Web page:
Rise of the Flat Numbers: Chase Sapphire Preferred and Discover It

I appreciate good design and aesthetic challenges to the common core.  One new trend I’ve noticed in credit card design from some of the bigger, more daring, banks is to eschew using raised account numbers on their credit cards.  My new Chase Sapphire Preferred card is quite beautifully designed in shape and substance, but it is a little less daring than the same card that was issued only a year ago.

When the Chase Sapphire Preferred card first appeared, it was a completely flat-number card made entirely of metal.  It was the common man’s version of the black, titanium, American Express Centurion Card.

The problem with the Sapphire Preferred card when it first appeared was that the metal surface was too easily scratched.  Some brand new cards arrived in delivery envelopes already scarred from the setup process.

Another complaint from international travelers was that the Chase Visa Signature card did not have raised numbers, so older credit card businesses — some in faraway places where they’d place carbon paper over the card and rub the numbers with a pencil to process payment — made the card impossible to use in person in non-swipe credit card transactions.

Chase still wanted the prestige of a metal card, so they cleverly modified the look, feel and functionality of their premier credit card by keeping a metal core and placing hardier plastic on the front and back of the card.  The plastic coating allowed Chase to have slightly raised account numbers on the back of the card while keeping the sleek feel of the card in your hand.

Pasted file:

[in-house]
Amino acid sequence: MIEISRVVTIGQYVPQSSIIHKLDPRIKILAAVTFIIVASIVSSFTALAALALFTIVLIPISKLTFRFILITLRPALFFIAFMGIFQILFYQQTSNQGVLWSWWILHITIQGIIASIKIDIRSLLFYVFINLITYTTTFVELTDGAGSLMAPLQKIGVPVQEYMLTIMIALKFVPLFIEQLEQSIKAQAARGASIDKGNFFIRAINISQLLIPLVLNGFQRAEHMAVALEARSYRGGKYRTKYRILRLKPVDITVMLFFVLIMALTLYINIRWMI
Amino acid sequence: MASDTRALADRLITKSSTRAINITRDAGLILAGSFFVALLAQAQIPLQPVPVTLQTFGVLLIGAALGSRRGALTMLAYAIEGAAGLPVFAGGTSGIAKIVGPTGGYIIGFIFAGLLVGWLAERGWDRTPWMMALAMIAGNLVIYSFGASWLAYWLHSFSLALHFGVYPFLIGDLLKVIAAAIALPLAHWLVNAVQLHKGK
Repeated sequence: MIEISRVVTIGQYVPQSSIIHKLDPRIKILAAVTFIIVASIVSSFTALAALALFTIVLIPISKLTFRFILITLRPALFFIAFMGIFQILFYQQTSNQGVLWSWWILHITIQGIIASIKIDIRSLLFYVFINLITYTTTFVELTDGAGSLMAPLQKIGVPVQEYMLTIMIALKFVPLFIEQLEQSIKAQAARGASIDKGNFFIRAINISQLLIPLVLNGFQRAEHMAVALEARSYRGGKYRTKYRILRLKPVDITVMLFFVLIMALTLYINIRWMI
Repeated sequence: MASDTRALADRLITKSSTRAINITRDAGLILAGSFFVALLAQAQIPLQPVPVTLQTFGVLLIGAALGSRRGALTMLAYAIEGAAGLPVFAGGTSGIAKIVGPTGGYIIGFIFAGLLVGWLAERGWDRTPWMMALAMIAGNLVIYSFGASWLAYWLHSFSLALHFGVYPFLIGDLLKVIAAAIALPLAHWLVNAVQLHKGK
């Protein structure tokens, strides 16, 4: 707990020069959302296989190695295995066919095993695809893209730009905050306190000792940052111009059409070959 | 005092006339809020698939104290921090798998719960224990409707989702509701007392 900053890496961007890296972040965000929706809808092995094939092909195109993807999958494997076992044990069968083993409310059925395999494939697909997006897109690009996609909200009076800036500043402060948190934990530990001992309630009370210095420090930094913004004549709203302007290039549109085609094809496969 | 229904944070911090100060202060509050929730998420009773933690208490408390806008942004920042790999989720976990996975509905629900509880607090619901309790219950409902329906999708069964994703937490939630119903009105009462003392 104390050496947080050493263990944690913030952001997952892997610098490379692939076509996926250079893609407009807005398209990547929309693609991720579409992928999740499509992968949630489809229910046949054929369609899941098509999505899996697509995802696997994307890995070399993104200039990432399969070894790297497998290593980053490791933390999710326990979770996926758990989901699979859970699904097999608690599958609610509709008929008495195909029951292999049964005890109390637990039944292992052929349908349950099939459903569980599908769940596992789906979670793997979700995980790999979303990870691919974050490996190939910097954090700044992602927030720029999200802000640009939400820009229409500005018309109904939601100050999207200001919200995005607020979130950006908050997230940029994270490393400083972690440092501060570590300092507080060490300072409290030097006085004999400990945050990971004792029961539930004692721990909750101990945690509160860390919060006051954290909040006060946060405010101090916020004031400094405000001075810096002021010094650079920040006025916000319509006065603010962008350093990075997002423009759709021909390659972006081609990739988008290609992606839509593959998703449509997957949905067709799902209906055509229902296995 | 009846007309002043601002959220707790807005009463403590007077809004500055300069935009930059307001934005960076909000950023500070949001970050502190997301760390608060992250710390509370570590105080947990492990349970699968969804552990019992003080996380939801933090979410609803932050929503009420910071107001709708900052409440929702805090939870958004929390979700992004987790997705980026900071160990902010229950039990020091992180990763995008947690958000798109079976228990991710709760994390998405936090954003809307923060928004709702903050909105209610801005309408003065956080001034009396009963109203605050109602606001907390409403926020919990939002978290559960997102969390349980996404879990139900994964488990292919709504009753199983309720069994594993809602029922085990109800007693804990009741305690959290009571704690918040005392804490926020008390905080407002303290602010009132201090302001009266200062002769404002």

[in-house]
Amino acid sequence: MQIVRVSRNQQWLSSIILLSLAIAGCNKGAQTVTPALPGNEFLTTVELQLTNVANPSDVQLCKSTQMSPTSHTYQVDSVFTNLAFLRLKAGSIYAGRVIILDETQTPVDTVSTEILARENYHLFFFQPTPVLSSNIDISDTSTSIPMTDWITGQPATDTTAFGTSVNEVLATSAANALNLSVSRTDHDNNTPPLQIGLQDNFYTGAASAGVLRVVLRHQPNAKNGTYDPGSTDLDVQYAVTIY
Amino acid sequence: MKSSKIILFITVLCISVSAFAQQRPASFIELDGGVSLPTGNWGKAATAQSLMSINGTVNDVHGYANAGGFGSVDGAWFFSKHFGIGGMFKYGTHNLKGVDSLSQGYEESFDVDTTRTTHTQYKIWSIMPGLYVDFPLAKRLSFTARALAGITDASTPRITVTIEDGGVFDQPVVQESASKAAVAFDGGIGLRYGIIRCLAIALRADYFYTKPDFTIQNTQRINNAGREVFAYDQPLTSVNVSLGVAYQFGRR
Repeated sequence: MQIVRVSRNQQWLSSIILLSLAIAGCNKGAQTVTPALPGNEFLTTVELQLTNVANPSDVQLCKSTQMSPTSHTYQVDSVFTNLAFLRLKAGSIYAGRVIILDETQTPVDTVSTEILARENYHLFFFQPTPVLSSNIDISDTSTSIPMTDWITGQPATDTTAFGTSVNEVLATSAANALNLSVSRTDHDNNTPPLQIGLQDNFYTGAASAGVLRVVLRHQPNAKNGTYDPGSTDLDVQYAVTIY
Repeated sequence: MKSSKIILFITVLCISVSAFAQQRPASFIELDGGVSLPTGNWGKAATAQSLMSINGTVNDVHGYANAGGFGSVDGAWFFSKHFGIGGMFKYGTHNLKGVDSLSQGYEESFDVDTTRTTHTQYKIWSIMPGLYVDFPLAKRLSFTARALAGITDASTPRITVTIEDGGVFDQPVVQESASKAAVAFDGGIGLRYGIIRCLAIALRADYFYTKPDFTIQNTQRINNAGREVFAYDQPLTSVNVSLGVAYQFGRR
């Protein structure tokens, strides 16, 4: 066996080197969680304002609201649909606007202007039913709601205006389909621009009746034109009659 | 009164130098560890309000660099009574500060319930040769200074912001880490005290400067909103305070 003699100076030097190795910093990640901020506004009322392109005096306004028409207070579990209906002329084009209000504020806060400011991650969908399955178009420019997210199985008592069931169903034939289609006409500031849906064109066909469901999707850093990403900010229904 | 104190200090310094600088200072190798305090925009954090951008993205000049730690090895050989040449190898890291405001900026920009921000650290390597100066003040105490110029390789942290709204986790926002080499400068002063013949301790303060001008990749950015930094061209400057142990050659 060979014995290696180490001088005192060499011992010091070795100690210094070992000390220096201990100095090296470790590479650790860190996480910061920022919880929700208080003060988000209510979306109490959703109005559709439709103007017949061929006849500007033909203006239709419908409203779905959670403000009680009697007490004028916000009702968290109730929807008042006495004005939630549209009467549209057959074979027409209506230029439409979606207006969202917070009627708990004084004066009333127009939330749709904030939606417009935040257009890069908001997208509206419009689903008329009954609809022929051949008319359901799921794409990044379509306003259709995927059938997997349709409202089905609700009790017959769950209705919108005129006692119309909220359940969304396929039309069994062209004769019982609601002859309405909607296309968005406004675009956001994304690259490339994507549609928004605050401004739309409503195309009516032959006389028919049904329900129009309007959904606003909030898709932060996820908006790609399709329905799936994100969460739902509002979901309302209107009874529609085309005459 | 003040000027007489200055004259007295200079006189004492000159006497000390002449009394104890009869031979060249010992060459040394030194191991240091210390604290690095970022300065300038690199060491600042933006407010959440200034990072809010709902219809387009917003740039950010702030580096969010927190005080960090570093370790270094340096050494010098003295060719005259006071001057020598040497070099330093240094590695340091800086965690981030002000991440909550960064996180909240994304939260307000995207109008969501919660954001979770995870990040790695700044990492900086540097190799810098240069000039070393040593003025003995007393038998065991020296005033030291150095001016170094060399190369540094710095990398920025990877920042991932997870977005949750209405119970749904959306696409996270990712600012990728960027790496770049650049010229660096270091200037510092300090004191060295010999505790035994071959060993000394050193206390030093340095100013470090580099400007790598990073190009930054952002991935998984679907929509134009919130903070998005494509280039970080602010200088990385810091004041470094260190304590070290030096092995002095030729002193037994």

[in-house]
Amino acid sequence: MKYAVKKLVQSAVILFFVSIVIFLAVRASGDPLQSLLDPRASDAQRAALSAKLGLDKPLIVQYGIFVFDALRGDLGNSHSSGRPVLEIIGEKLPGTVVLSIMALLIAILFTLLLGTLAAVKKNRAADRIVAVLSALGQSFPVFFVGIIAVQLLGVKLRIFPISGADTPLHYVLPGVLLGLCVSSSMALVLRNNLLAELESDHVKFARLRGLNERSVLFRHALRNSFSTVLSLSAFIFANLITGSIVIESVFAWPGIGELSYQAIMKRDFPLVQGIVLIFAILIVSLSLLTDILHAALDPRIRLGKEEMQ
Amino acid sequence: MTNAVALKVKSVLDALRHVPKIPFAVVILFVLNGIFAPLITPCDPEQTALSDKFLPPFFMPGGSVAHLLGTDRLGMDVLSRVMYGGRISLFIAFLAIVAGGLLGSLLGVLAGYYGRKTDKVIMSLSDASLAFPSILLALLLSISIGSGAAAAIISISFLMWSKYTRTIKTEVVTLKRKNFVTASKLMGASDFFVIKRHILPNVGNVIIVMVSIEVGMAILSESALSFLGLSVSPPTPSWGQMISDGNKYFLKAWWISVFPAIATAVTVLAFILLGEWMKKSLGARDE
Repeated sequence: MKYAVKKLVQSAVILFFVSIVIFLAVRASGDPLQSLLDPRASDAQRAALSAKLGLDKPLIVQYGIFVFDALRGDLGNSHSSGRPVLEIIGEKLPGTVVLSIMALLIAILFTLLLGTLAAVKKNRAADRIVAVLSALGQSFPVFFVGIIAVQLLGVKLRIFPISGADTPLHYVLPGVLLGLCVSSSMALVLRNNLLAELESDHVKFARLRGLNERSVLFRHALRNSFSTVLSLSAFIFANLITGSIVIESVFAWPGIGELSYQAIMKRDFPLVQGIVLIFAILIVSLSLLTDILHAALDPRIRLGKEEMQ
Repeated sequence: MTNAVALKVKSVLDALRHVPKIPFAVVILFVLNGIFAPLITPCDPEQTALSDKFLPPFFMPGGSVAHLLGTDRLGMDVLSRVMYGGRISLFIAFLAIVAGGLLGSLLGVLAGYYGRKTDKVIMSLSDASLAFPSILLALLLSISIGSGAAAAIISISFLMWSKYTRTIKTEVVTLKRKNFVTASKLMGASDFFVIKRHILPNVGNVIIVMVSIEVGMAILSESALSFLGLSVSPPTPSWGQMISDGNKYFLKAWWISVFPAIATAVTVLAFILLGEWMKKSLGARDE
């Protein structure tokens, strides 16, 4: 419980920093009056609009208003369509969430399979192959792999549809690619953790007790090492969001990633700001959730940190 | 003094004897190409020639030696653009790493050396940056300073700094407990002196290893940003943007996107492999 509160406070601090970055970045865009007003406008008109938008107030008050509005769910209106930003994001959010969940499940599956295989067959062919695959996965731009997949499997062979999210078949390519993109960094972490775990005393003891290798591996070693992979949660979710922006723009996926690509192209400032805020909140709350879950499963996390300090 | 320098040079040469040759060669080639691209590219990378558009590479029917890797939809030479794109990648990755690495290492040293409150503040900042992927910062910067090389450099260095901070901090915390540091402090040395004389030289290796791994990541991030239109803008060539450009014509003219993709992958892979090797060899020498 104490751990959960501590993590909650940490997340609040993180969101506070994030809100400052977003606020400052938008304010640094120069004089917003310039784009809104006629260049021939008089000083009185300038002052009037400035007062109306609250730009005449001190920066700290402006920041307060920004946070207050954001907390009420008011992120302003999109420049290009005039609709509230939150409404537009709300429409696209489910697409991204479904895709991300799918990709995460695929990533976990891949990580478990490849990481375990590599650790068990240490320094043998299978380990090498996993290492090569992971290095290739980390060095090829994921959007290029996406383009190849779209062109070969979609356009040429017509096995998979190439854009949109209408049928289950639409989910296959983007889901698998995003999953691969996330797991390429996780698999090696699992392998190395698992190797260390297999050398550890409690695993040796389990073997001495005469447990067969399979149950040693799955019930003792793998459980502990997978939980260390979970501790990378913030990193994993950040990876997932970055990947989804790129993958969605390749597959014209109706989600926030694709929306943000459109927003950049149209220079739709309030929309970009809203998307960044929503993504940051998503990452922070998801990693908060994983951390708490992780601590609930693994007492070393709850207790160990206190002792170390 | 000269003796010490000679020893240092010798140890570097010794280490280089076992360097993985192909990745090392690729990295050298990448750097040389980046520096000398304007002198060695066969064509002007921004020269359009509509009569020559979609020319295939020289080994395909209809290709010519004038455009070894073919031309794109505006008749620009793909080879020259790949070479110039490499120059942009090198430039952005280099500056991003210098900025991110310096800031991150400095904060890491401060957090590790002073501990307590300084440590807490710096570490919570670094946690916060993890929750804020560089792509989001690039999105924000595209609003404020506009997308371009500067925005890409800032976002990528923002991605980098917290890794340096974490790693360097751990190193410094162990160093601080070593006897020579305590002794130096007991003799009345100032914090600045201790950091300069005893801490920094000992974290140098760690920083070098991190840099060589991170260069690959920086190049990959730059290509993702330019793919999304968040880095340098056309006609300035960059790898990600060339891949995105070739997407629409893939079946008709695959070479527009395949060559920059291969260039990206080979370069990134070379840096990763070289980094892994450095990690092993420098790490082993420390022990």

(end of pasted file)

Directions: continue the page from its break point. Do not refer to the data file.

This version of the Sapphire Preferred doesn’t scratch, it is hefty, and it just feels right in your hand.  This is now my favorite credit card for the perks and benefits and overall design and it never fails to get a “that’s a heavy card!” comment from cashiers when they hand it back to me.

Discover also has a new “flat number” card, the — “Discover It” — and this card is entirely plastic even though it is designed to look like a metal card.  I enjoy there are no apologies offered for this entirely flat card and there’s even a strong plastic cover on the back that protects the numbers from being etched over or rubbed out.  Discover wants a 100% flat card, and — Discover It — is definitely that card.  I like it a lot.

I appreciate the move to flat number credit cards.  Gift cards have generally always been flat, and when you carry more than one credit card in your pocket, all the raised numbers on the cards tend to increase the size of the cards you’re carrying by a factor of two.  By flatting everything out, you are able to carry the same number of cards using much less space in your pocket.